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Aktiv die medizinischen Systeme der Zukunft mitgestalten (c) Jana Dünnhaupt Uni Magdeburg
17.07.2023 from 
Study + Teaching
Shaping the future

With the Master's degree program in Medical Systems Engineering, the University of Magdeburg offers students the opportunity to develop new systems and procedures for research and application in medicine. Pauline Mothes, 23, is now in her third semester of Medical Systems Engineering at Magdeburg University after successfully completing her Bachelor's degree in Medical Technology. One of the reasons she chose the master's program was the Tissue Engineering working group, which has been active at Magdeburg University since November 2018.

Tissue engineering is the generic term for the artificial production of biological tissue, which, among other things, is helpful in medical research for the development of new therapeutic approaches or can be used to test materials and drugs. "I really enjoyed the bachelor's program in Magdeburg and when I was looking for a master's, the focus in Magdeburg convinced me" says Pauline Mothes, for whom the initiator of the tissue engineering working group, Professor Heike Walles is also a role model. "I particularly like getting to know the practical application of this knowledge in the various medical technology fields after learning the basic theoretical knowledge in the bachelor's degree," says Mothes.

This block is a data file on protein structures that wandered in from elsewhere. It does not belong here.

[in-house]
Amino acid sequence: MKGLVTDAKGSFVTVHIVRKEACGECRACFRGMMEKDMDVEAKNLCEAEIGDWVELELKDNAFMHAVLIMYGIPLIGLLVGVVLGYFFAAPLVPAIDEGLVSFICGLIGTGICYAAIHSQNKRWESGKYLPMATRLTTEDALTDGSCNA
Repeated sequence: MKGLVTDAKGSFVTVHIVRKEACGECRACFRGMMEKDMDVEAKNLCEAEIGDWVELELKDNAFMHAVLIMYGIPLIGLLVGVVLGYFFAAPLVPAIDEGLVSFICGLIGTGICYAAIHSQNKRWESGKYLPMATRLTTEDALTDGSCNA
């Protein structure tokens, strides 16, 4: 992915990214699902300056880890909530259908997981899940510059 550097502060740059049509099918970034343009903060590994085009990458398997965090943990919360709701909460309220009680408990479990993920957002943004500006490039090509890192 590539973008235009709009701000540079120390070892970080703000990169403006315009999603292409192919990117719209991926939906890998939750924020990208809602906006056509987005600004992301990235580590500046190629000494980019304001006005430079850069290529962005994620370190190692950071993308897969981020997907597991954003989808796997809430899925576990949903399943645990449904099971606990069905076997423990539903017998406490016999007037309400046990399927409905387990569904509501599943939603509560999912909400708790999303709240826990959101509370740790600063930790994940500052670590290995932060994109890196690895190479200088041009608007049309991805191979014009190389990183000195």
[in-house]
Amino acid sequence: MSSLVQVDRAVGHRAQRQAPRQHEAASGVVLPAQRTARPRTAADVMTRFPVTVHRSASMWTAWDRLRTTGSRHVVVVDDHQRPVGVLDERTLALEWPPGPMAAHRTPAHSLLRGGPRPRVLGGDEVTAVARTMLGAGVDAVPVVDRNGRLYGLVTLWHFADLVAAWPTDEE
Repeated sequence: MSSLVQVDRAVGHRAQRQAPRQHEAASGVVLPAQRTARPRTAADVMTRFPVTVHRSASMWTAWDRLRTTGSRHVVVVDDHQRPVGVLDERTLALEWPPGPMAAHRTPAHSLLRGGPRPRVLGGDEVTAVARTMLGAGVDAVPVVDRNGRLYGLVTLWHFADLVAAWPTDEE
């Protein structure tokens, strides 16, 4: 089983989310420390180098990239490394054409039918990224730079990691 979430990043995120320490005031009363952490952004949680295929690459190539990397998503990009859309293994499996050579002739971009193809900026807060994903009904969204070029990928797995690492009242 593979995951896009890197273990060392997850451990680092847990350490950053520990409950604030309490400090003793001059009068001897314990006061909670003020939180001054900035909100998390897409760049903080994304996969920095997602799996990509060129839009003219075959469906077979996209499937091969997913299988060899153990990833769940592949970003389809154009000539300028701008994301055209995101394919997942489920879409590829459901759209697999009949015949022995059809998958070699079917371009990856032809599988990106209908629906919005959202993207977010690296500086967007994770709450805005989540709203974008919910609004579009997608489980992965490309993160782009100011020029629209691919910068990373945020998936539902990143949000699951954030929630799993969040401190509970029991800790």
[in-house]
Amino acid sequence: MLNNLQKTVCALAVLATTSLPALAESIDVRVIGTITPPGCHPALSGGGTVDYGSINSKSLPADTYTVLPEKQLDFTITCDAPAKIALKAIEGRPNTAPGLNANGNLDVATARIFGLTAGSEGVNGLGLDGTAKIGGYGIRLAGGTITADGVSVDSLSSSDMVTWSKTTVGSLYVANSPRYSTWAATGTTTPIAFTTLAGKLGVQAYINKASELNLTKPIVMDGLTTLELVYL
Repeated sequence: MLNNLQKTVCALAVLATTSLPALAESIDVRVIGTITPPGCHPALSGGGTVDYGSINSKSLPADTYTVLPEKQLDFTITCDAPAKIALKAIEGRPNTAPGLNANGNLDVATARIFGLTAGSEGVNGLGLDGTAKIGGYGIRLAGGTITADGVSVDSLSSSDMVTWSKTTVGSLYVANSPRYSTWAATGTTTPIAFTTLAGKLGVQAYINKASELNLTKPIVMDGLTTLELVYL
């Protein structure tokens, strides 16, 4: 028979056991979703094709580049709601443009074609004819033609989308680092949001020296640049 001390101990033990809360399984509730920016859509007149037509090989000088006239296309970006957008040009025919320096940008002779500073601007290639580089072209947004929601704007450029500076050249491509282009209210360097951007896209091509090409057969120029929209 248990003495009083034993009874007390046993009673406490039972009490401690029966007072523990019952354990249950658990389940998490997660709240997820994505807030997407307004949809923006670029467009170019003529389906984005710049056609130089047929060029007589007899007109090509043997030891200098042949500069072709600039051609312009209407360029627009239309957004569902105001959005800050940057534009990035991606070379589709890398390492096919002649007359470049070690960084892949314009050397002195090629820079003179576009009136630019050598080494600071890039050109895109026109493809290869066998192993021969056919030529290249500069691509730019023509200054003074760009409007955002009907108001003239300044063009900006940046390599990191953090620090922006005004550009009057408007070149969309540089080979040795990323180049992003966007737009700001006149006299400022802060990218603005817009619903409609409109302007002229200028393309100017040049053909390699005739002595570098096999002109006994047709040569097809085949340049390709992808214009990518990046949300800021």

"The feeling of learning something that I could start working with directly in different areas excites me," Pauline says. In her master's thesis, she is working on finding a treatment option for a malignant tumor of the pleura, a disease that until now has been virtually untreatable. The goal of the current research is to produce a kind of patch made of artificial tissue that can be implanted directly into the affected area to precisely release medical agents there. To do this, it must be ensured - among other things - that the tissue patch also releases the active ingredients as planned.

The task of Mothes, a master's student, is to develop a suitably large tissue model on which the release of the drugs and their biological compatibility can be tested. The aim is to determine whether a transplant would be possible for patients. For the student, this means that in addition to theoretical research on methodology and previous research in the field, she is also in the lab doing hands-on work. Pauline compares making the tissue model to pouring Jell-O, except that human cells are then added to this "Jell-O." These, in turn, must be supplied with nutrients to survive and reproduce. "It's a bit like feeding a pet," Pauline Mothes explains. What she likes about her work is that she has to look for solutions to previously unsolved problems. "It's not enough to copy something that someone has done before me. I have to find something new, and that challenge excites me." She would like to continue working in this field after she graduates.